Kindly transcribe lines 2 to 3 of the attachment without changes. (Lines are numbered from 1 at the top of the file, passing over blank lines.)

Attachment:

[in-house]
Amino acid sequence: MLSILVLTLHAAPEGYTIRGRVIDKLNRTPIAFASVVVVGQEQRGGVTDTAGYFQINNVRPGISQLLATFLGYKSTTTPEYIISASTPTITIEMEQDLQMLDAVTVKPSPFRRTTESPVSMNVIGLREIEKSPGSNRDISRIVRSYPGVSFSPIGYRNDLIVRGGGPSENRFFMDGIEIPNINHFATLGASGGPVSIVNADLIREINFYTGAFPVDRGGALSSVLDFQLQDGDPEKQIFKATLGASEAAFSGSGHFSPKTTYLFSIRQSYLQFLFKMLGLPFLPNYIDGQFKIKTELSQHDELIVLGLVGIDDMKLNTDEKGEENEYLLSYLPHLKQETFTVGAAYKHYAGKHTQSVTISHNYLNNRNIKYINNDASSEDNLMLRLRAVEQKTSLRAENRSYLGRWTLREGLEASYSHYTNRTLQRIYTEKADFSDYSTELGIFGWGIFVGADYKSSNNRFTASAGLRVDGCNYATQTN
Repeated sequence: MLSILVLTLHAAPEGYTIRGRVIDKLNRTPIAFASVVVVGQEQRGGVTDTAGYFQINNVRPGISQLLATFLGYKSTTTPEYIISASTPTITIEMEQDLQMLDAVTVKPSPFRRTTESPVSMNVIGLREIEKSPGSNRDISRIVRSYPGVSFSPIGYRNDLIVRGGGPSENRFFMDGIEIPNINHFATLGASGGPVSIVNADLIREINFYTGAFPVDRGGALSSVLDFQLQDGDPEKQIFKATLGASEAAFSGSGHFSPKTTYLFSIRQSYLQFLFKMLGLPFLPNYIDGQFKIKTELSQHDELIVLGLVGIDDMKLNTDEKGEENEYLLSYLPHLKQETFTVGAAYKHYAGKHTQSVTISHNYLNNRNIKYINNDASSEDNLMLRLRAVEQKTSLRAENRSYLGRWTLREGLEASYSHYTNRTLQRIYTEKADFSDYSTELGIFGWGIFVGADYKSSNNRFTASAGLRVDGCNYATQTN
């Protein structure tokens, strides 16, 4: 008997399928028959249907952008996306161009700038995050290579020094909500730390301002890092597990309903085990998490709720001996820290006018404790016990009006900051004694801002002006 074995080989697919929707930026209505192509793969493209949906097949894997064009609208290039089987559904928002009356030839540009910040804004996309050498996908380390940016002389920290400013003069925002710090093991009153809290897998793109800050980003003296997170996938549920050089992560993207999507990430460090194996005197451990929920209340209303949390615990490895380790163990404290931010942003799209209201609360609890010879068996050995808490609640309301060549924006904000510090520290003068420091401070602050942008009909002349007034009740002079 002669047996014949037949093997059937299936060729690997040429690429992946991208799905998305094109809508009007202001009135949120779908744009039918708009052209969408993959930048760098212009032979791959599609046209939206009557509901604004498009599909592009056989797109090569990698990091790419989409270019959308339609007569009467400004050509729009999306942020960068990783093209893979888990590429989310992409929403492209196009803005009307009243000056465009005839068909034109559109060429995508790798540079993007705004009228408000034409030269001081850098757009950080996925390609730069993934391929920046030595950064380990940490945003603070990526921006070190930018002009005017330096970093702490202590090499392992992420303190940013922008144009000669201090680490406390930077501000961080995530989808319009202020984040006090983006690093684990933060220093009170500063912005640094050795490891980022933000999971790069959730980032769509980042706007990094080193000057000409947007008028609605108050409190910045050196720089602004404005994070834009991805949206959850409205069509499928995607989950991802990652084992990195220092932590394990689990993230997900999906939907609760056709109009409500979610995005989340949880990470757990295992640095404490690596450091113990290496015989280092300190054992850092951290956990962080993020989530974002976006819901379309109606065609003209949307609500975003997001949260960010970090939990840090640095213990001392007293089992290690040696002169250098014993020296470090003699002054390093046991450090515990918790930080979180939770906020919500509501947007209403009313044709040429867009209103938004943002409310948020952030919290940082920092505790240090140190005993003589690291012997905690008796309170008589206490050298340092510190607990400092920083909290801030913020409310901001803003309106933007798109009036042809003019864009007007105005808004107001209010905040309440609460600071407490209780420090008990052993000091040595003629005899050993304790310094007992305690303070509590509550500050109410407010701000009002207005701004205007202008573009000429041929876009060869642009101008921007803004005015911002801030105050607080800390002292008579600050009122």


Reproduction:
Amino acid sequence: MLSILVLTLHAAPEGYTIRGRVIDKLNRTPIAFASVVVVGQEQRGGVTDTAGYFQINNVRPGISQLLATFLGYKSTTTPEYIISASTPTITIEMEQDLQMLDAVTVKPSPFRRTTESPVSMNVIGLREIEKSPGSNRDISRIVRSYPGVSFSPIGYRNDLIVRGGGPSENRFFMDGIEIPNINHFATLGASGGPVSIVNADLIREINFYTGAFPVDRGGALSSVLDFQLQDGDPEKQIFKATLGASEAAFSGSGHFSPKTTYLFSIRQSYLQFLFKMLGLPFLPNYIDGQFKIKTELSQHDELIVLGLVGIDDMKLNTDEKGEENEYLLSYLPHLKQETFTVGAAYKHYAGKHTQSVTISHNYLNNRNIKYINNDASSEDNLMLRLRAVEQKTSLRAENRSYLGRWTLREGLEASYSHYTNRTLQRIYTEKADFSDYSTELGIFGWGIFVGADYKSSNNRFTASAGLRVDGCNYATQTN
Repeated sequence: MLSILVLTLHAAPEGYTIRGRVIDKLNRTPIAFASVVVVGQEQRGGVTDTAGYFQINNVRPGISQLLATFLGYKSTTTPEYIISASTPTITIEMEQDLQMLDAVTVKPSPFRRTTESPVSMNVIGLREIEKSPGSNRDISRIVRSYPGVSFSPIGYRNDLIVRGGGPSENRFFMDGIEIPNINHFATLGASGGPVSIVNADLIREINFYTGAFPVDRGGALSSVLDFQLQDGDPEKQIFKATLGASEAAFSGSGHFSPKTTYLFSIRQSYLQFLFKMLGLPFLPNYIDGQFKIKTELSQHDELIVLGLVGIDDMKLNTDEKGEENEYLLSYLPHLKQETFTVGAAYKHYAGKHTQSVTISHNYLNNRNIKYINNDASSEDNLMLRLRAVEQKTSLRAENRSYLGRWTLREGLEASYSHYTNRTLQRIYTEKADFSDYSTELGIFGWGIFVGADYKSSNNRFTASAGLRVDGCNYATQTN